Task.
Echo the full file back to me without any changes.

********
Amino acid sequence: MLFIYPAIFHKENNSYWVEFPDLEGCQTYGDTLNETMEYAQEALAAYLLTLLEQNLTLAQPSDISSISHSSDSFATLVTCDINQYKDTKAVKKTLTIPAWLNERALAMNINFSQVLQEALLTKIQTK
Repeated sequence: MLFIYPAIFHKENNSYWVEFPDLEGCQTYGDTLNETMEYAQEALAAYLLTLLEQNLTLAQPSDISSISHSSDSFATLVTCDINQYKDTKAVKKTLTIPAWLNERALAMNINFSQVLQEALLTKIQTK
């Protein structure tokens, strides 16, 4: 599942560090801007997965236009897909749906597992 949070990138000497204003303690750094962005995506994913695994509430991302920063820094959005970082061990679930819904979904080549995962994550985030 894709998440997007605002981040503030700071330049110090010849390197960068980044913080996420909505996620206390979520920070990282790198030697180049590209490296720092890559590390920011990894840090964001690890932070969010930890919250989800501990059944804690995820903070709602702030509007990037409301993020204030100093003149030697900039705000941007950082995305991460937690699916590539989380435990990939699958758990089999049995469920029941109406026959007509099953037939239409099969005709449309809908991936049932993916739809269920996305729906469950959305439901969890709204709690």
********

Amino acid sequence: MLFIYPAIFHKENNSYWVEFPDLEGCQTYGDTLNETMEYAQEALAAYLLTLLEQNLTLAQPSDISSISHSSDSFATLVTCDINQYKDTKAVKKTLTIPAWLNERALAMNINFSQVLQEALLTKIQTK
Repeated sequence: MLFIYPAIFHKENNSYWVEFPDLEGCQTYGDTLNETMEYAQEALAAYLLTLLEQNLTLAQPSDISSISHSSDSFATLVTCDINQYKDTKAVKKTLTIPAWLNERALAMNINFSQVLQEALLTKIQTK
């Protein structure tokens, strides 16, 4: 599942560090801007997965236009897909749906597992 949070990138000497204003303690750094962005995506994913695994509430991302920063820094959005970082061990679930819904979904080549995962994550985030 894709998440997007605002981040503030700071330049110090010849390197960068980044913080996420909505996620206390979520920070990282790198030697180049590209490296720092890559590390920011990894840090964001690890932070969010930890919250989800501990059944804690995820903070709602702030509007990037409301993020204030100093003149030697900039705000941007950082995305991460937690699916590539989380435990990939699958758990089999049995469920029941109406026959007509099953037939239409099969005709449309809908991936049932993916739809269920996305729906469950959305439901969890709204709690």